Dec. 4 (Bloomberg) -- Australia’s most populous state declared a natural disaster and flood warnings were issued for two other regions as rains swept the nation’s east coast, damaging crops and driving up global wheat prices.
New South Wales Emergency Services Minister Steve Whan said A$500 million ($497 million) was wiped off the state’s forecast A$3.2 billion winter harvest, according to a statement released today. Flood warnings were issued for rivers in the northern state of Queensland and the southern state of Victoria.
Flooding “has caused significant damage,” Whan said. “With continuing rainfall predicted in coming days and weeks, we are monitoring the situation across the state and will extend this declaration, if needed.”
Australia’s east coast is being affected by a La Nina event that’s cooling the Pacific Ocean and increasing rainfall, producing the wettest August-to-October period on record, the Bureau of Meteorology says. Crop damage may prompt a revision to third-quarter economic growth, the Australian newspaper reported, and helped push wheat to the highest price in almost four months.
Rains are likely to affect grain quality for all crops including wheat, barley, canola, chickpeas and lupins, the NSW state government said today.
“This is simply devastating to farmers who after 10 years of drought will now see one-sixth of their crop lost to rain,” Whan said. “The winter crop harvest has been brought to a halt across the state, with 60 per cent of the crop still in the paddock.”
The damage from the floods may be compounded by a 25-kilometer (16-mile) swarm of locusts heading through southern NSW toward northern Victoria. The Victorian Department of Primary Industry said while the rainstorms in the region may have forced the swarm to ground, the pests remain a threat.
“Swarming locusts can damage a range of crops, including horticultural and immature cereal crops, as well as pastures,” said Russell McMurray, state controller for locusts.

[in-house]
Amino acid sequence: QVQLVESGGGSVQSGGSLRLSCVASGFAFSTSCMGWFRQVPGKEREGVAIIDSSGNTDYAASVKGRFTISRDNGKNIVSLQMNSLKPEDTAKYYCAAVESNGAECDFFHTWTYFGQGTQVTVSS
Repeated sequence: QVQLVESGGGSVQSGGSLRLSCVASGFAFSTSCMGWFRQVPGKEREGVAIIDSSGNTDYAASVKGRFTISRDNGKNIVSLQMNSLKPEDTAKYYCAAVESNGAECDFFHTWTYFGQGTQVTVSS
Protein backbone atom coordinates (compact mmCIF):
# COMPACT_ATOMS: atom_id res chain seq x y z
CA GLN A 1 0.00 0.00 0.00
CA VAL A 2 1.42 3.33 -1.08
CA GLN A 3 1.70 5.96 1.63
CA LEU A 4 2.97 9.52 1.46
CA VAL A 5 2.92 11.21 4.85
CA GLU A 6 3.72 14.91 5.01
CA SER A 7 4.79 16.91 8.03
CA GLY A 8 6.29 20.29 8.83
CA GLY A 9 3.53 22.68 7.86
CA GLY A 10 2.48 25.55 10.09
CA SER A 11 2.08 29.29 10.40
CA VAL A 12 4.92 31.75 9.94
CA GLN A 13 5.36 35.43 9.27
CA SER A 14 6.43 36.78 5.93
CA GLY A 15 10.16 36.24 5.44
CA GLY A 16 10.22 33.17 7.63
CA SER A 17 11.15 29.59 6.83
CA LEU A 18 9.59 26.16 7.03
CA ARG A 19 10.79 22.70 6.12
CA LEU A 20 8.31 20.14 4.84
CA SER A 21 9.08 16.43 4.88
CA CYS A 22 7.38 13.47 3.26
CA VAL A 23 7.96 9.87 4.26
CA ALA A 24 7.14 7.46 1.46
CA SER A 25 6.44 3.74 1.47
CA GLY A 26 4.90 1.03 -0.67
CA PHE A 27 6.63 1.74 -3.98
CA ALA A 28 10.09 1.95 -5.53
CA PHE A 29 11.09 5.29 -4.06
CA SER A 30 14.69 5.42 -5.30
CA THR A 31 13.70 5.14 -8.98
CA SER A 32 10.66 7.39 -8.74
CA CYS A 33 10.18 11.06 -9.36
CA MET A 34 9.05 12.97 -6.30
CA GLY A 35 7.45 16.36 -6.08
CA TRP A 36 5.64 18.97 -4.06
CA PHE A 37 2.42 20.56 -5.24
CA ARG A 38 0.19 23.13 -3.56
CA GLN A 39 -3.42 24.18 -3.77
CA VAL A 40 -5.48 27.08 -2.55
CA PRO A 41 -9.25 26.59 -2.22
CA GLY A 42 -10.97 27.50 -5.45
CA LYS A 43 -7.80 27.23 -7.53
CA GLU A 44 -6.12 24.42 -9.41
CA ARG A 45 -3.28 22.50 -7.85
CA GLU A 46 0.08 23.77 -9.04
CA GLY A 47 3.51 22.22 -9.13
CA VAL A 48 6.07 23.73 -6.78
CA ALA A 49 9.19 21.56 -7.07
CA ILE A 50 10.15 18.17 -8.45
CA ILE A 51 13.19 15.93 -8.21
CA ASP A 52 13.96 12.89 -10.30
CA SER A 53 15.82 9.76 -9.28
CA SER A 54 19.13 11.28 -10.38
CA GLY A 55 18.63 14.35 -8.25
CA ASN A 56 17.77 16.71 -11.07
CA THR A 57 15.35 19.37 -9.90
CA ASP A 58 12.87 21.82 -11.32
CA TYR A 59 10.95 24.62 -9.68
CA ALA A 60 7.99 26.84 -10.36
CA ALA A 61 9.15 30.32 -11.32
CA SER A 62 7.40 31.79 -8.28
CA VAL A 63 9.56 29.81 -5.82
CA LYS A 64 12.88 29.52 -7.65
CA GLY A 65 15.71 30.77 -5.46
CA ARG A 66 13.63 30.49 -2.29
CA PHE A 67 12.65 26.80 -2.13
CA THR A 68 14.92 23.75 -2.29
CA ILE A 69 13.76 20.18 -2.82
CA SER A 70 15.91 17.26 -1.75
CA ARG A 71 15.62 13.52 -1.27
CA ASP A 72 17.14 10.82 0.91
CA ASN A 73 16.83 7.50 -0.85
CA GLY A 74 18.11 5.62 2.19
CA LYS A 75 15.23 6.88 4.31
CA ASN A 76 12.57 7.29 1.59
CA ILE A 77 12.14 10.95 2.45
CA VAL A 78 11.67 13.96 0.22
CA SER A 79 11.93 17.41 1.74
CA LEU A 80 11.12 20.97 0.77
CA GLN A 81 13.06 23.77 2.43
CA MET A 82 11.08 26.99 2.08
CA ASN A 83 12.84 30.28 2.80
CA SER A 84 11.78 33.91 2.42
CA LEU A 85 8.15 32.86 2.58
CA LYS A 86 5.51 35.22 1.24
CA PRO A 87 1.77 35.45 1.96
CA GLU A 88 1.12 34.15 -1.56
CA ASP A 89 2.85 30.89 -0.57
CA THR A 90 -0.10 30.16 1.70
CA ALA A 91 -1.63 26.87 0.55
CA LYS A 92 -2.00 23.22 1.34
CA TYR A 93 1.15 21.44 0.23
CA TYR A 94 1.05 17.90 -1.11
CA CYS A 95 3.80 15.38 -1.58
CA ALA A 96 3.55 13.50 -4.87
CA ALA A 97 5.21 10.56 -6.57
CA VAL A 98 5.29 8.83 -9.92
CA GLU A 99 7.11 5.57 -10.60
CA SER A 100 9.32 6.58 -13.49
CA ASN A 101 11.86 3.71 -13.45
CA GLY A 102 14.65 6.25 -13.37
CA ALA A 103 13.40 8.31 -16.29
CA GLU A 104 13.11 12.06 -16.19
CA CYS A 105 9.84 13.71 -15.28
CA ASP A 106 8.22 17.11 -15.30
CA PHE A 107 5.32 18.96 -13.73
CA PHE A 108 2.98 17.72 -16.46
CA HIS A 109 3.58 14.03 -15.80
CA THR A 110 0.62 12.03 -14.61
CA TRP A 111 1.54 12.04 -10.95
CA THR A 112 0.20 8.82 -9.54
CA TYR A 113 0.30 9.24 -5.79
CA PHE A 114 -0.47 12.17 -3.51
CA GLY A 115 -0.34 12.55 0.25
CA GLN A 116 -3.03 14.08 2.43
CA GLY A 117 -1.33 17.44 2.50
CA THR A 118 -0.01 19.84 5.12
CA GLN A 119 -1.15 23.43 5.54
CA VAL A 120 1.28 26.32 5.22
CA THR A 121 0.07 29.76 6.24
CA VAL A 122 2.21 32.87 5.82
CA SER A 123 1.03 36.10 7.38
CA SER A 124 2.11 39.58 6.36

Australia’s economy last quarter expanded 0.2 percent from three months earlier, the worst performance since a contraction at the end of 2008, the Bureau of Statistics said this week. Agriculture expanded 18.5 percent in the period, driven by “strong crop forecasts.”
The Australian newspaper today cited Mick Keogh, executive director of the Australian Farm Institute, as saying that if the data “for agriculture were corrected for the loss of value in the crop sector due to the rain, it is highly likely Australia would have experienced negative change in GDP for the quarter.”
Wheat futures for March delivery jumped 30.5 cents, or 4.1 percent, to settle at $7.79 a bushel at 1:15 p.m. on the Chicago Board of Trade yesterday, after touching $7.82, the highest for a most-active contract since Aug. 6. Prices were up 13 percent for the week, the most since early August.
Futures have surged 62 percent since the end of June, as drought in Russia and floods in Canada cut output, while dry weather in the U.S. Great Plains threatened winter crops.
“It’s the La Nina weather pattern, which is sending heavy moisture over northern and southeastern Australia,” said Michael Efron, forecaster at the Bureau of Meteorology in Victoria, calling it the largest La Nina since at least the 1970s. “Towards the middle or end of next week we’ll see drier air over much of eastern Australia. Victoria will get relief first.”
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